Anaal Nathrakh - The Whole Of The Law - (8.5/10)
Published on February 8, 2017
Needing little to no introduction, the ignorantly heavy Anaal Nathrakh have been unleashing their brand of industrial black metal since 1999 after forming in England. The duo has remained pretty consistent, both by being in the band since its inception and in releasing a slew of material. While not up to, say Nunslaughter in terms of physical releases, the last 18 years or so have seen the band have a couple of demos and EP’s but mostly focus on their full-length releases. Generally considered a band with a strong back catalogue, there were some that were not as pleased with the band’s increased focus on electronics on their last release, although it felt refreshing to hear the band incorporate this into their approach. Two years later though, the duo from Birmingham is back with their ninth full-length, The Whole Of The Law, out on Metal Blade Records.
After the initial intro to the album, the first “proper” track starts things off in perfect Anaal manner: heavy and chaotic. The intensity of the band has certainly not let us over the years, and the band is still able to create some very loud and very intense industrial tinged and grind influenced black metal. The drums pound away seemingly non-stop, but do slow down from time to time to create more of a groove in some of the choruses and just provide a generally nice rhythm and beat to some tracks. The guitars are sharp and noisy, creating some interesting riffs, but sometimes falling victim to the other elements in the bands sound and can get drowned out and less discernible. They do compliment the programming and electronics well though, and really drive home the utter insanity the band is able to deliver. There are even a few very well played, tasteful solos on the album which are a nice addition and allow the guitar to take some extra emphasis.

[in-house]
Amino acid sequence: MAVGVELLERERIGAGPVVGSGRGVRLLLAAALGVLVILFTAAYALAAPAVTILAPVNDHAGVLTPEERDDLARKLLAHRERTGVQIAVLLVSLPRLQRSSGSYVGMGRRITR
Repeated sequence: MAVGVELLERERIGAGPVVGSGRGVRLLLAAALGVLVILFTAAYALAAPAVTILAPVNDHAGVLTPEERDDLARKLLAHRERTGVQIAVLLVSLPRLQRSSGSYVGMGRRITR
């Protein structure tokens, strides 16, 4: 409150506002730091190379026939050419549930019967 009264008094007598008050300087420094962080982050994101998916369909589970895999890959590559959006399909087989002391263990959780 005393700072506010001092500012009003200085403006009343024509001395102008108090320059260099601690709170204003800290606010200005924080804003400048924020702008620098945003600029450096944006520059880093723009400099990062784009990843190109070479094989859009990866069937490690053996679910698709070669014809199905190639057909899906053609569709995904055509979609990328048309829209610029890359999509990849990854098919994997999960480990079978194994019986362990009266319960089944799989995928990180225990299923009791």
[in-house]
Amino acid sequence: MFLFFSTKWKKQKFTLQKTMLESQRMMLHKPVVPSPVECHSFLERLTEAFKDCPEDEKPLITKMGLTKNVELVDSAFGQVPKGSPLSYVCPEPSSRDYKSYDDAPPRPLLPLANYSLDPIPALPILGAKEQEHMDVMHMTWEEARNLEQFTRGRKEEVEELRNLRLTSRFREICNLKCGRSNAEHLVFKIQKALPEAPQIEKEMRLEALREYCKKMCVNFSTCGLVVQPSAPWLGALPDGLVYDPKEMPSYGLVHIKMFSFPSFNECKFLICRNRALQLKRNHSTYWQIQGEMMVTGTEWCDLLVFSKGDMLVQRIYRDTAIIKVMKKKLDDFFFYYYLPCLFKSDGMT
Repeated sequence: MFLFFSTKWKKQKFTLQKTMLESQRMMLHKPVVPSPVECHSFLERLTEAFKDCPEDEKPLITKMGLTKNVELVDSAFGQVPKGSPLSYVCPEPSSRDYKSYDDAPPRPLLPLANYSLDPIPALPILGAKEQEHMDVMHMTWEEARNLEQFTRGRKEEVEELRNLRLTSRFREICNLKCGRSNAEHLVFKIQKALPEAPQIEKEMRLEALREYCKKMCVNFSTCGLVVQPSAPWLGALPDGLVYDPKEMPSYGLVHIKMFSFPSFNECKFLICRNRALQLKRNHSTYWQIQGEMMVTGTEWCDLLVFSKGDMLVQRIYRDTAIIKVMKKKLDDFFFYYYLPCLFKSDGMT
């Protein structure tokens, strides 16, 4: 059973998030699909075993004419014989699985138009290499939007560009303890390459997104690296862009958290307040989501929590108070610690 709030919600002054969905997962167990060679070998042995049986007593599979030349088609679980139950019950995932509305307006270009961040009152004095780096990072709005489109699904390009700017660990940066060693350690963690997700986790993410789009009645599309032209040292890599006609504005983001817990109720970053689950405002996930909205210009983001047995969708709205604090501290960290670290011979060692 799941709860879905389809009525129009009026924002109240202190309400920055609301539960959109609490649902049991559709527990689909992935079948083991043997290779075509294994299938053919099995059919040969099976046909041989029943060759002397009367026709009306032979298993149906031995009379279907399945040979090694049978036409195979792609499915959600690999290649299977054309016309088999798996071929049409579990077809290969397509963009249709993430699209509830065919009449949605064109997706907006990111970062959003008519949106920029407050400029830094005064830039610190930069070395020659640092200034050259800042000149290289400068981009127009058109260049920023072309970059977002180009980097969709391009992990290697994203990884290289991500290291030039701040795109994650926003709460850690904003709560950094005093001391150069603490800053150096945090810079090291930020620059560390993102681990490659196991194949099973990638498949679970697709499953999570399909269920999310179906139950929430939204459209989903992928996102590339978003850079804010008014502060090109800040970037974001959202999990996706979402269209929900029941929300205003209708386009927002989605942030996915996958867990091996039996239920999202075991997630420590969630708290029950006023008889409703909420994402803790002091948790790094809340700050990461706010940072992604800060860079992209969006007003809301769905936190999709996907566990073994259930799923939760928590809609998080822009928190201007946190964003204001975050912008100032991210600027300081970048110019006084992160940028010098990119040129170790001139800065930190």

The programming/key and electronics are still in play on this new record, at times being able to create some nice atmosphere (like the opening intro track) or adding in some nice noise to begin or just add to some of the tracks. Feedback and some pulsating beats do not detract from the album at all, and the overall use of the electronics feels lessened than the prior release. However, there is indeed a big focus on the clean vocals. Nearly each track features some clean vocal section, which come in a more operatic and “epic” style, similar to the last release and in general more power metal styles almost. The vocals are usually left to chorus sections on the release and are generally welcome, as they do add a nice little extra element to the sound and allow the pummeling from the music to be broken up a tad and allow the listener some safety for their ears. Despite the heavier use of clean vocals, they still don’t come across as formulaic or even predictable. Each track utilizes them well enough that they still feel new each time around and the back and forth between the harsh and clean vocals is quite impressive.
Anaal Nathrakh don’t spend too much time making people wait for new material. Being able to release an album every couple of years or so is not exactly unique by any means, but some bands do fail in this regard, with music feeling rushed or just half-hearted. Anaal are able to still showcase their talents each time out and feel refreshed and ready to do what they do album in and album out. Obviously there is set sound you can expect from this band, and they will not be releasing a folk album anytime soon, but this duo never feels as if they are out of ideas. The Whole Of The Law should please fans of the older material as well as the last album, and possibly introduce new fans to their brand of metal. Anaal Nathrakh seem to always be firing on all cylinders and it shows here with each spin.